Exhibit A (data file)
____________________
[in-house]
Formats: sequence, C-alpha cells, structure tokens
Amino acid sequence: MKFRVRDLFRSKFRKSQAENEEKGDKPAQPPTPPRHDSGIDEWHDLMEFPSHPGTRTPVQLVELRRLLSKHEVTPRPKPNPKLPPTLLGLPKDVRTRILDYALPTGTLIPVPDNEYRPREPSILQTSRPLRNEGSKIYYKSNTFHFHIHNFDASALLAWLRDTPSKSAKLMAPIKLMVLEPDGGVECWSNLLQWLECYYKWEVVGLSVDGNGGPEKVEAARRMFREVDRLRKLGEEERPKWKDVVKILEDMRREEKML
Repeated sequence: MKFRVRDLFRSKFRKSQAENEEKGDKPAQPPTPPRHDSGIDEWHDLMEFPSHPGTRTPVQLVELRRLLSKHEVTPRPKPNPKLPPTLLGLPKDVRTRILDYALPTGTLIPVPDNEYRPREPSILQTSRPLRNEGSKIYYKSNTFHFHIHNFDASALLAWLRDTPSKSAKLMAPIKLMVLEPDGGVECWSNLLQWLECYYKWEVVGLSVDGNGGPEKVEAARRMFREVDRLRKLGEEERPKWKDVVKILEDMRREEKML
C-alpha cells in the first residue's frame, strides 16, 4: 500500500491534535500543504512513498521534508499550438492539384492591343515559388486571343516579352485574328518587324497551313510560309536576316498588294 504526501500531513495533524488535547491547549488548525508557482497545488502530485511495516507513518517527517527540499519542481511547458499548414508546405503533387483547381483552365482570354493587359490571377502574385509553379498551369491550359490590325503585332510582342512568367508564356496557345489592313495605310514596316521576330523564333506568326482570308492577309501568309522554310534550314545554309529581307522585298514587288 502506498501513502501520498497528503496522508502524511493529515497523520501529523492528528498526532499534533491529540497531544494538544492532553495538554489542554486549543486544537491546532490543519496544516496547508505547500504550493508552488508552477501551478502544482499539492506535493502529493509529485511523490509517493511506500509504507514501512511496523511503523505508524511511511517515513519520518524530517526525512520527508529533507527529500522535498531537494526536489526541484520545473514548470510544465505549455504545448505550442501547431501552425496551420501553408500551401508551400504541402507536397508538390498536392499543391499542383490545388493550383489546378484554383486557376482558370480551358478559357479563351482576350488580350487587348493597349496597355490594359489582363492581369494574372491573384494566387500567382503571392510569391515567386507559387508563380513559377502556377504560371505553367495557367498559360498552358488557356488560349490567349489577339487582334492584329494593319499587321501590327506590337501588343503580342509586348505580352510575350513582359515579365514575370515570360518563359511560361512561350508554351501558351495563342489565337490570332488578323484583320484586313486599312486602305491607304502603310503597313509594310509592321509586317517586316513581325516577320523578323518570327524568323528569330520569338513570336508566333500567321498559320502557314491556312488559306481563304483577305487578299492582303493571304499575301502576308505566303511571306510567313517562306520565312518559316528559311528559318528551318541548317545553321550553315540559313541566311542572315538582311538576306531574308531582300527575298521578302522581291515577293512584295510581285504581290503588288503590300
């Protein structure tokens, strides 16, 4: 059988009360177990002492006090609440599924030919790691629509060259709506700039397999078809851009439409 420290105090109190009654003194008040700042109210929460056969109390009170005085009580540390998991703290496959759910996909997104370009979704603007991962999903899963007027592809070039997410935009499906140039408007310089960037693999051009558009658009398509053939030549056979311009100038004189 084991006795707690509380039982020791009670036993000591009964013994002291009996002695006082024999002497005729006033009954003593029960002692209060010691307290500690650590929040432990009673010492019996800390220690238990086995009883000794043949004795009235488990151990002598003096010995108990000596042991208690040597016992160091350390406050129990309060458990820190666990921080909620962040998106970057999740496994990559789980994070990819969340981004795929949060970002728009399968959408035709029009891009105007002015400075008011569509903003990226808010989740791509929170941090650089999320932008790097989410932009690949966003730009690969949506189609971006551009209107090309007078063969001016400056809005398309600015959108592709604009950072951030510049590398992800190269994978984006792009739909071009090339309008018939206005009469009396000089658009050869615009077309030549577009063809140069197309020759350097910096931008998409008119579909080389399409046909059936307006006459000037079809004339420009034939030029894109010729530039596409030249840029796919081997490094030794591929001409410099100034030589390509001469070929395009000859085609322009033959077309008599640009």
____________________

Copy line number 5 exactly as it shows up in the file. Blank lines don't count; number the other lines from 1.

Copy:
C-alpha cells in the first residue's frame, strides 16, 4: 500500500491534535500543504512513498521534508499550438492539384492591343515559388486571343516579352485574328518587324497551313510560309536576316498588294 504526501500531513495533524488535547491547549488548525508557482497545488502530485511495516507513518517527517527540499519542481511547458499548414508546405503533387483547381483552365482570354493587359490571377502574385509553379498551369491550359490590325503585332510582342512568367508564356496557345489592313495605310514596316521576330523564333506568326482570308492577309501568309522554310534550314545554309529581307522585298514587288 502506498501513502501520498497528503496522508502524511493529515497523520501529523492528528498526532499534533491529540497531544494538544492532553495538554489542554486549543486544537491546532490543519496544516496547508505547500504550493508552488508552477501551478502544482499539492506535493502529493509529485511523490509517493511506500509504507514501512511496523511503523505508524511511511517515513519520518524530517526525512520527508529533507527529500522535498531537494526536489526541484520545473514548470510544465505549455504545448505550442501547431501552425496551420501553408500551401508551400504541402507536397508538390498536392499543391499542383490545388493550383489546378484554383486557376482558370480551358478559357479563351482576350488580350487587348493597349496597355490594359489582363492581369494574372491573384494566387500567382503571392510569391515567386507559387508563380513559377502556377504560371505553367495557367498559360498552358488557356488560349490567349489577339487582334492584329494593319499587321501590327506590337501588343503580342509586348505580352510575350513582359515579365514575370515570360518563359511560361512561350508554351501558351495563342489565337490570332488578323484583320484586313486599312486602305491607304502603310503597313509594310509592321509586317517586316513581325516577320523578323518570327524568323528569330520569338513570336508566333500567321498559320502557314491556312488559306481563304483577305487578299492582303493571304499575301502576308505566303511571306510567313517562306520565312518559316528559311528559318528551318541548317545553321550553315540559313541566311542572315538582311538576306531574308531582300527575298521578302522581291515577293512584295510581285504581290503588288503590300